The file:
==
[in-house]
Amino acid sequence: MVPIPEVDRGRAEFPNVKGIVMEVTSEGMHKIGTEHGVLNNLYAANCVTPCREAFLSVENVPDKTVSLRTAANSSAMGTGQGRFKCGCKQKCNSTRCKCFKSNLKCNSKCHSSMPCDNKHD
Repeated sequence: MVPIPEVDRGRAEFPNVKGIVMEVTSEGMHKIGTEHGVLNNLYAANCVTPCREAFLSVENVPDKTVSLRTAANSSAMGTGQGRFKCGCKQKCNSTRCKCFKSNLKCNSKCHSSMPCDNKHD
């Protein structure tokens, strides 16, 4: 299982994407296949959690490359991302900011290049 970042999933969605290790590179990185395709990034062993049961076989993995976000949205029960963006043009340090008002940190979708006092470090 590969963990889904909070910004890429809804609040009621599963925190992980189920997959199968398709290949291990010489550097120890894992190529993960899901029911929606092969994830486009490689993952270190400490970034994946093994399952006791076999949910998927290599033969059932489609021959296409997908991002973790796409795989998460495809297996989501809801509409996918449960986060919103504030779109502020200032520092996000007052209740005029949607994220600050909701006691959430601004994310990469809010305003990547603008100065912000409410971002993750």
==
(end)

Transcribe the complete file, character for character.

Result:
[in-house]
Amino acid sequence: MVPIPEVDRGRAEFPNVKGIVMEVTSEGMHKIGTEHGVLNNLYAANCVTPCREAFLSVENVPDKTVSLRTAANSSAMGTGQGRFKCGCKQKCNSTRCKCFKSNLKCNSKCHSSMPCDNKHD
Repeated sequence: MVPIPEVDRGRAEFPNVKGIVMEVTSEGMHKIGTEHGVLNNLYAANCVTPCREAFLSVENVPDKTVSLRTAANSSAMGTGQGRFKCGCKQKCNSTRCKCFKSNLKCNSKCHSSMPCDNKHD
């Protein structure tokens, strides 16, 4: 299982994407296949959690490359991302900011290049 970042999933969605290790590179990185395709990034062993049961076989993995976000949205029960963006043009340090008002940190979708006092470090 590969963990889904909070910004890429809804609040009621599963925190992980189920997959199968398709290949291990010489550097120890894992190529993960899901029911929606092969994830486009490689993952270190400490970034994946093994399952006791076999949910998927290599033969059932489609021959296409997908991002973790796409795989998460495809297996989501809801509409996918449960986060919103504030779109502020200032520092996000007052209740005029949607994220600050909701006691959430601004994310990469809010305003990547603008100065912000409410971002993750």